Because of the humble way in which Jesus came on Palm Sunday, as well as the humility that he lived in throughout the rest of his earthly life, it was clear that he was not showing off his majesty in the way that the people of Israel expected the Messiah to. But they had not given up their hope just yet. Even though Jesus had not yet shown his power and might by confronting the Roman rulers, he showed his power and might through the countless miracles that he performed throughout his ministry. Surely, he intended to use this power to save them from the Romans. So, as he humbly rode into Jerusalem on the back of a donkey, the people of Israel praised him and shouted, “Hosanna,” which means, “Save us now!”
But then came Jesus’ ultimate humiliation. On Maundy Thursday, he was betrayed by Judas, one of his own disciples, and handed over to the Romans, who tortured and mocked him before ultimately putting him to death. Jesus did not shed the blood of the Romans; instead, his own blood was shed by them. He did not wear a glistening crown on his head; instead, he wore a crown of thorns. Where were those who were praising him on Palm Sunday now? At least some of them had turned on him and were the ones who were telling the Romans to put him to death. It had become plain to them that Jesus was not the Messiah that they were hoping for.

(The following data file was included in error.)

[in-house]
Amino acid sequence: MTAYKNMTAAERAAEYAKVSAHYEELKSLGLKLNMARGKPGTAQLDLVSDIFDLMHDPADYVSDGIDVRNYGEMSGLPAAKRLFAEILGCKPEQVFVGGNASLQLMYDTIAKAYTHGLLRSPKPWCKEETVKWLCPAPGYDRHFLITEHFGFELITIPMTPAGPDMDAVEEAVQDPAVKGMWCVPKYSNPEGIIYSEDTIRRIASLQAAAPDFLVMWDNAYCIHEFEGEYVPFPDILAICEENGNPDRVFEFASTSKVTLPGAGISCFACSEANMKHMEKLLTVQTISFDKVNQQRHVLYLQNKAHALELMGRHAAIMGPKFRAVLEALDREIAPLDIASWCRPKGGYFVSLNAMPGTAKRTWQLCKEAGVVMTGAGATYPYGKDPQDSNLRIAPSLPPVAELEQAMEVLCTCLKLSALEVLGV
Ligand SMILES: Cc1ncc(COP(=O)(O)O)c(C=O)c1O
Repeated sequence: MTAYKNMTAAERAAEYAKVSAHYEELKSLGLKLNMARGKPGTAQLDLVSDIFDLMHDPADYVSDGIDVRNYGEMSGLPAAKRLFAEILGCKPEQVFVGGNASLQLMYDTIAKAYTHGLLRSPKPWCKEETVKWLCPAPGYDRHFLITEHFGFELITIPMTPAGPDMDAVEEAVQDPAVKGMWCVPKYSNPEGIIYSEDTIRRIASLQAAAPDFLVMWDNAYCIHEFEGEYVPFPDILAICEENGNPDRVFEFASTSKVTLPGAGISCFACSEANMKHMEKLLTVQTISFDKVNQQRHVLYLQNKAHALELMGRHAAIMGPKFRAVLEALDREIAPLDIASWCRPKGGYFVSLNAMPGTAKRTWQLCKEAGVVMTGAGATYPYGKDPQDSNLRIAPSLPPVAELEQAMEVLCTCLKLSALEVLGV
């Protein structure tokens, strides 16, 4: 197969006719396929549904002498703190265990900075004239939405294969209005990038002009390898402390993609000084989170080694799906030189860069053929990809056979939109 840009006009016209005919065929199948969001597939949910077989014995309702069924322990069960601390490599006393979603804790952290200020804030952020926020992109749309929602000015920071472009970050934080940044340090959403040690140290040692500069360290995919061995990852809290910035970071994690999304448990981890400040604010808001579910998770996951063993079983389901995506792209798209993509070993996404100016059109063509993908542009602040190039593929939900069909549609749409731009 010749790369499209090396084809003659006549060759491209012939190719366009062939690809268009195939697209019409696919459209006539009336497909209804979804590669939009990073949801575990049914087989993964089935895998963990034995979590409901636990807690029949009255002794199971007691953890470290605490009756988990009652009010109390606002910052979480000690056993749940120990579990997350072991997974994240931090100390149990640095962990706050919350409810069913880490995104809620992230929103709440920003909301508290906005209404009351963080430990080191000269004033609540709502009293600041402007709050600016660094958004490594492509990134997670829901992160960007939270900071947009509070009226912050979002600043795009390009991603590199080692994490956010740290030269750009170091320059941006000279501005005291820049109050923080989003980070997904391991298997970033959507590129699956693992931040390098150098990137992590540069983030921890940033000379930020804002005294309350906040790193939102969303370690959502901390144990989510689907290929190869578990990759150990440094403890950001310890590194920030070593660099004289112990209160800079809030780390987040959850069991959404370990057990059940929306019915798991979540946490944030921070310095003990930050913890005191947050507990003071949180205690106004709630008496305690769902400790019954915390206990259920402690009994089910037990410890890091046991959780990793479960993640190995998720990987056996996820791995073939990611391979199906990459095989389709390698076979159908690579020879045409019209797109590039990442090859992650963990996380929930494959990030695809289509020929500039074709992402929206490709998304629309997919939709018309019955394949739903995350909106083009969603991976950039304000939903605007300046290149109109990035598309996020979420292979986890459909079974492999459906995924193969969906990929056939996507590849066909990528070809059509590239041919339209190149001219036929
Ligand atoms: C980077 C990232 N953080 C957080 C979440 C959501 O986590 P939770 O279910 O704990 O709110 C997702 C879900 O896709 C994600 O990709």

But little did the people of Israel know that, by his ultimate humiliation, his innocent suffering and death, Jesus gave them a far greater gift than salvation from the Romans. He gave them salvation from their sins. He may not have established a kingdom on earth for the people of Israel, which would have been only temporary, but, by the shedding of his innocent blood, he did open the gates of the kingdom of heaven to them, a kingdom that has no end. So long as the people of Israel believed in Jesus as their Savior, their promised Messiah, that eternal kingdom would be theirs. And many of them eventually did come to faith in him through the preaching of his Word.
But this gift is not just for the people of Israel. It’s also for the entire rest of world, including you. The torture and mocking that Jesus endured was for you. The sins that Jesus took on himself were your sins. The blood that Jesus shed on the cross was for you, so that the price of all of your sins was paid. He suffered the ultimate humiliation on the cross so that the gates of heaven would be opened to you. But how does Jesus bring this gift to you? He does so through humble means: the means of grace, his Word and Sacraments.